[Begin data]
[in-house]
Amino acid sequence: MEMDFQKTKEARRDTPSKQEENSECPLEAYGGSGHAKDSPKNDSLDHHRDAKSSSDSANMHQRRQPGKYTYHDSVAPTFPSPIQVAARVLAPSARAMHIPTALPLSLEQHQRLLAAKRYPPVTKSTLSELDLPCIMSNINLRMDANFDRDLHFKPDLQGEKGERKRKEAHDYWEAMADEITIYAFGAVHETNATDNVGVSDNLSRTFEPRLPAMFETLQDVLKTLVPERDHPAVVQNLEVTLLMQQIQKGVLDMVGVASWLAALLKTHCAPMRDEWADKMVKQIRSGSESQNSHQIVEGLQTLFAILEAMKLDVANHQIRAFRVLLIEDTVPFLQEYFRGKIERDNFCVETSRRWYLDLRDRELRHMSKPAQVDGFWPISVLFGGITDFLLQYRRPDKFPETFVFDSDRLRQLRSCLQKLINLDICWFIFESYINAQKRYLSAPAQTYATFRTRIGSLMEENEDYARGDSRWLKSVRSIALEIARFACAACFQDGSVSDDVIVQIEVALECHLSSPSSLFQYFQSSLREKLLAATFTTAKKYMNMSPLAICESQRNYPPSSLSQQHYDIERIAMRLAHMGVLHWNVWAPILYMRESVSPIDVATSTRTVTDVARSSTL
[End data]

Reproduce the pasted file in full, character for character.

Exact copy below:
[in-house]
Amino acid sequence: MEMDFQKTKEARRDTPSKQEENSECPLEAYGGSGHAKDSPKNDSLDHHRDAKSSSDSANMHQRRQPGKYTYHDSVAPTFPSPIQVAARVLAPSARAMHIPTALPLSLEQHQRLLAAKRYPPVTKSTLSELDLPCIMSNINLRMDANFDRDLHFKPDLQGEKGERKRKEAHDYWEAMADEITIYAFGAVHETNATDNVGVSDNLSRTFEPRLPAMFETLQDVLKTLVPERDHPAVVQNLEVTLLMQQIQKGVLDMVGVASWLAALLKTHCAPMRDEWADKMVKQIRSGSESQNSHQIVEGLQTLFAILEAMKLDVANHQIRAFRVLLIEDTVPFLQEYFRGKIERDNFCVETSRRWYLDLRDRELRHMSKPAQVDGFWPISVLFGGITDFLLQYRRPDKFPETFVFDSDRLRQLRSCLQKLINLDICWFIFESYINAQKRYLSAPAQTYATFRTRIGSLMEENEDYARGDSRWLKSVRSIALEIARFACAACFQDGSVSDDVIVQIEVALECHLSSPSSLFQYFQSSLREKLLAATFTTAKKYMNMSPLAICESQRNYPPSSLSQQHYDIERIAMRLAHMGVLHWNVWAPILYMRESVSPIDVATSTRTVTDVARSSTL